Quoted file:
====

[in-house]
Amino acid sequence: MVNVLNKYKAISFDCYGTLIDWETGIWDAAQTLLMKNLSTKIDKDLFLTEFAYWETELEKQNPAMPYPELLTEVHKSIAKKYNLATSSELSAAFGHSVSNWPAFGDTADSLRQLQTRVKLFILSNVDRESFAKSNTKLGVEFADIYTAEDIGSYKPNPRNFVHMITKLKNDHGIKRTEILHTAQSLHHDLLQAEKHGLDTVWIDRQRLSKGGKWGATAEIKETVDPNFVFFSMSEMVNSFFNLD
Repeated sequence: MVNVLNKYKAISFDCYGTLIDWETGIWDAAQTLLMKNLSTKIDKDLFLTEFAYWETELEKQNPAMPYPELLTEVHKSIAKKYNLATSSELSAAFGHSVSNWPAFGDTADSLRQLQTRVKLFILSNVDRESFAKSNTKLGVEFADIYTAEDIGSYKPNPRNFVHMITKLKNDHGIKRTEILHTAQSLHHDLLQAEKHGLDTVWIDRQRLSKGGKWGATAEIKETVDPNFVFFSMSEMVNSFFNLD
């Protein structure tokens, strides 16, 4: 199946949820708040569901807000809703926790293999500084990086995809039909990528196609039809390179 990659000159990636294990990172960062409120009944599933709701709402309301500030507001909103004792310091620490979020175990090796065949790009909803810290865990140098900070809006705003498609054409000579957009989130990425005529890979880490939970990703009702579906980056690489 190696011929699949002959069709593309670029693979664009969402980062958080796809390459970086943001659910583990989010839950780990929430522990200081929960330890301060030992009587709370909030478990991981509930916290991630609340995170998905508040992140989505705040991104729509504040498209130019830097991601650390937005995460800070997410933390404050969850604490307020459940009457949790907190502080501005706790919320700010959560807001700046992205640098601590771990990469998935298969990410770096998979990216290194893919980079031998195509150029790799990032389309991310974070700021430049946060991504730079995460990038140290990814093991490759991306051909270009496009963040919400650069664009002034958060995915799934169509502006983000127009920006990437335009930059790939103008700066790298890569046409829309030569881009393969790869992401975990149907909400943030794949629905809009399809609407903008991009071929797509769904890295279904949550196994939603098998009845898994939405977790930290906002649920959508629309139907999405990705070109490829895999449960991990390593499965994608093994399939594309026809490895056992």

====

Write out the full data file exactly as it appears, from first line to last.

[in-house]
Amino acid sequence: MVNVLNKYKAISFDCYGTLIDWETGIWDAAQTLLMKNLSTKIDKDLFLTEFAYWETELEKQNPAMPYPELLTEVHKSIAKKYNLATSSELSAAFGHSVSNWPAFGDTADSLRQLQTRVKLFILSNVDRESFAKSNTKLGVEFADIYTAEDIGSYKPNPRNFVHMITKLKNDHGIKRTEILHTAQSLHHDLLQAEKHGLDTVWIDRQRLSKGGKWGATAEIKETVDPNFVFFSMSEMVNSFFNLD
Repeated sequence: MVNVLNKYKAISFDCYGTLIDWETGIWDAAQTLLMKNLSTKIDKDLFLTEFAYWETELEKQNPAMPYPELLTEVHKSIAKKYNLATSSELSAAFGHSVSNWPAFGDTADSLRQLQTRVKLFILSNVDRESFAKSNTKLGVEFADIYTAEDIGSYKPNPRNFVHMITKLKNDHGIKRTEILHTAQSLHHDLLQAEKHGLDTVWIDRQRLSKGGKWGATAEIKETVDPNFVFFSMSEMVNSFFNLD
């Protein structure tokens, strides 16, 4: 199946949820708040569901807000809703926790293999500084990086995809039909990528196609039809390179 990659000159990636294990990172960062409120009944599933709701709402309301500030507001909103004792310091620490979020175990090796065949790009909803810290865990140098900070809006705003498609054409000579957009989130990425005529890979880490939970990703009702579906980056690489 190696011929699949002959069709593309670029693979664009969402980062958080796809390459970086943001659910583990989010839950780990929430522990200081929960330890301060030992009587709370909030478990991981509930916290991630609340995170998905508040992140989505705040991104729509504040498209130019830097991601650390937005995460800070997410933390404050969850604490307020459940009457949790907190502080501005706790919320700010959560807001700046992205640098601590771990990469998935298969990410770096998979990216290194893919980079031998195509150029790799990032389309991310974070700021430049946060991504730079995460990038140290990814093991490759991306051909270009496009963040919400650069664009002034958060995915799934169509502006983000127009920006990437335009930059790939103008700066790298890569046409829309030569881009393969790869992401975990149907909400943030794949629905809009399809609407903008991009071929797509769904890295279904949550196994939603098998009845898994939405977790930290906002649920959508629309139907999405990705070109490829895999449960991990390593499965994608093994399939594309026809490895056992």